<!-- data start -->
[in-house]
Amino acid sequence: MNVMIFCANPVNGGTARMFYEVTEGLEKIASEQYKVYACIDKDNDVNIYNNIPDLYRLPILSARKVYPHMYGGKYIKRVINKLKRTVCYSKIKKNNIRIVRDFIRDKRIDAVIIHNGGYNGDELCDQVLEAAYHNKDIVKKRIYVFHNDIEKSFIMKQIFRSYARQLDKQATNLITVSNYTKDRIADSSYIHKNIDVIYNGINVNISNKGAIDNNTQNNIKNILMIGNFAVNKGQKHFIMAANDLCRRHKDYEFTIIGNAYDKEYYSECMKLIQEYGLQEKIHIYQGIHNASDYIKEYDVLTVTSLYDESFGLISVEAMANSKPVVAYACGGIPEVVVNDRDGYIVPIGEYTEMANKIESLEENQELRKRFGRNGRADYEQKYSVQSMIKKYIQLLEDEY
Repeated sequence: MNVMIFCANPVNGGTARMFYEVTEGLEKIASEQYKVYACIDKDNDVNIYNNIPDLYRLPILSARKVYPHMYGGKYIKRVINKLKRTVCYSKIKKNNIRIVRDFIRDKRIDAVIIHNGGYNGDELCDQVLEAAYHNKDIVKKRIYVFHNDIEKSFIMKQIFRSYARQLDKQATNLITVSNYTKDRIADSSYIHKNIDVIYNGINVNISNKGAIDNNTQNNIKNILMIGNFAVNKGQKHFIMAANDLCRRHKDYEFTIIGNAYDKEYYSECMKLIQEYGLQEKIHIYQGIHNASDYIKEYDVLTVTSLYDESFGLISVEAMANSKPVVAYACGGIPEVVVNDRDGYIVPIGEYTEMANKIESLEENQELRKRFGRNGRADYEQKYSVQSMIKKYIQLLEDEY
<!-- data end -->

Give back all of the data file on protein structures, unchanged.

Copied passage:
[in-house]
Amino acid sequence: MNVMIFCANPVNGGTARMFYEVTEGLEKIASEQYKVYACIDKDNDVNIYNNIPDLYRLPILSARKVYPHMYGGKYIKRVINKLKRTVCYSKIKKNNIRIVRDFIRDKRIDAVIIHNGGYNGDELCDQVLEAAYHNKDIVKKRIYVFHNDIEKSFIMKQIFRSYARQLDKQATNLITVSNYTKDRIADSSYIHKNIDVIYNGINVNISNKGAIDNNTQNNIKNILMIGNFAVNKGQKHFIMAANDLCRRHKDYEFTIIGNAYDKEYYSECMKLIQEYGLQEKIHIYQGIHNASDYIKEYDVLTVTSLYDESFGLISVEAMANSKPVVAYACGGIPEVVVNDRDGYIVPIGEYTEMANKIESLEENQELRKRFGRNGRADYEQKYSVQSMIKKYIQLLEDEY
Repeated sequence: MNVMIFCANPVNGGTARMFYEVTEGLEKIASEQYKVYACIDKDNDVNIYNNIPDLYRLPILSARKVYPHMYGGKYIKRVINKLKRTVCYSKIKKNNIRIVRDFIRDKRIDAVIIHNGGYNGDELCDQVLEAAYHNKDIVKKRIYVFHNDIEKSFIMKQIFRSYARQLDKQATNLITVSNYTKDRIADSSYIHKNIDVIYNGINVNISNKGAIDNNTQNNIKNILMIGNFAVNKGQKHFIMAANDLCRRHKDYEFTIIGNAYDKEYYSECMKLIQEYGLQEKIHIYQGIHNASDYIKEYDVLTVTSLYDESFGLISVEAMANSKPVVAYACGGIPEVVVNDRDGYIVPIGEYTEMANKIESLEENQELRKRFGRNGRADYEQKYSVQSMIKKYIQLLEDEY